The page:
Our Policies

Companion animal obesity (dogs, cats, horses, donkeys and rabbits)

What's the issue?

Obesity is a serious clinical condition and health and welfare concern in all animals.

Obesity can negatively impact the health and welfare of companion animals by causing functional impairment, increasing the risk of diseases, shortening life span, and reducing overall quality of life.

In animals, obesity can be characterised as abnormal or excessive expansion of white adipose tissue mass (an increase in white fat). In general, obesity occurs when there is an imbalance between energy intake and energy expenditure - usually caused by excessive calorie intake or not using enough energy through movement and exercise.

However, obesity is a multifactorial condition and has several risk factors that can lead to weight gain across companion animal species, including:

  • Dietary factors
  • Lack of exercise
  • Breed and genetics
  • Neutering
  • Health status
  • Owner behaviours

What's our view

We recognise the serious physiological, health and welfare implications of obesity. Obesity should be considered as a legitimate clinical condition and serious health and welfare concern in all animals.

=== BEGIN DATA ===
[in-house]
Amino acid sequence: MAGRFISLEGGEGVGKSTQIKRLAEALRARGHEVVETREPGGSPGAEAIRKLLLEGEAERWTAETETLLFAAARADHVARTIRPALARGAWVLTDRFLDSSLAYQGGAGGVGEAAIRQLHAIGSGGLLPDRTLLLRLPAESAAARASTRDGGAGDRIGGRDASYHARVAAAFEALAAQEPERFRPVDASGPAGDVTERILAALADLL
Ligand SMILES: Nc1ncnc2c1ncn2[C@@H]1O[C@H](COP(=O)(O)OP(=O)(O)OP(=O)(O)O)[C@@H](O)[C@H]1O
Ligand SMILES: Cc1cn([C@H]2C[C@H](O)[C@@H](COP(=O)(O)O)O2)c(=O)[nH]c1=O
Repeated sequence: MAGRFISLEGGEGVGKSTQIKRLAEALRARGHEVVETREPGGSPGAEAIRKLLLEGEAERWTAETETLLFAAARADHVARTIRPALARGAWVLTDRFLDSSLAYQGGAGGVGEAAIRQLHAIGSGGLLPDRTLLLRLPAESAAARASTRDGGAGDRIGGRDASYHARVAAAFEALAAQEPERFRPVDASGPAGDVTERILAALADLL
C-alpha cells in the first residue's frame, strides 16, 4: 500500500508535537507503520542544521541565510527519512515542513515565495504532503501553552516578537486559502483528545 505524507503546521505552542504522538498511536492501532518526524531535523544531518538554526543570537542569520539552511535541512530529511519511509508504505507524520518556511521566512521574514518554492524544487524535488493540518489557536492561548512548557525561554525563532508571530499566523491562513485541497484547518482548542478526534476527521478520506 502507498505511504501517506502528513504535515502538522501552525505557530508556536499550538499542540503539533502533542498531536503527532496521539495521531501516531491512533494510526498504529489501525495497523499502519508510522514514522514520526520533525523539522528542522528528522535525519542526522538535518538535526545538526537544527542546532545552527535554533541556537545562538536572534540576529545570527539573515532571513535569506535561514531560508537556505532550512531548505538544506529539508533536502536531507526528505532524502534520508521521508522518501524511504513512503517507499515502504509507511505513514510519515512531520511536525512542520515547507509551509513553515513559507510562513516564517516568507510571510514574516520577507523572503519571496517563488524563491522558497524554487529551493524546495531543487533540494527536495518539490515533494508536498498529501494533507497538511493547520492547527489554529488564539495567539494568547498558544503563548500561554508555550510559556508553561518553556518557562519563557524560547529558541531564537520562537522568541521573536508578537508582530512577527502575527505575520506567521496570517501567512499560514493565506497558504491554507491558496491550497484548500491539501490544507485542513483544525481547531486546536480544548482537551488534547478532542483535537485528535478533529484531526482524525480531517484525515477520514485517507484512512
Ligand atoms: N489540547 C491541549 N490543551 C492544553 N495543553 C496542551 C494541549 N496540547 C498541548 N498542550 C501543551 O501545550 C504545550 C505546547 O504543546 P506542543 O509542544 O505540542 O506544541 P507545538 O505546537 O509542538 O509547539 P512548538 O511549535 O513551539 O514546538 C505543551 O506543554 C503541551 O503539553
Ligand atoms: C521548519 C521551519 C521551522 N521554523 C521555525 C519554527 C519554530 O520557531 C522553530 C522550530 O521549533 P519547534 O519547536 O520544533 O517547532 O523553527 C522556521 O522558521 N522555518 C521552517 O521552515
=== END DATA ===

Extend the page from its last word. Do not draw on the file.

The veterinary professions, animal owners and keepers, show judges and breeders, breed societies and clubs, animal welfare organisations and marketing professionals, should work together to prevent, manage and increase awareness of obesity in companion animals, as well as promote healthy body images.

We’ve made 30 recommendations setting out how stakeholders can work together to achieve this.

Our recommendations cover:

  • Body condition scoring
  • The role of the veterinary professions at an individual, practice and association level
  • Weight management programme, dietary choices and the role of owners
  • Breed standards and the show ring
  • Responsibilities of advertisers, and images in marketing material

dog running with boy

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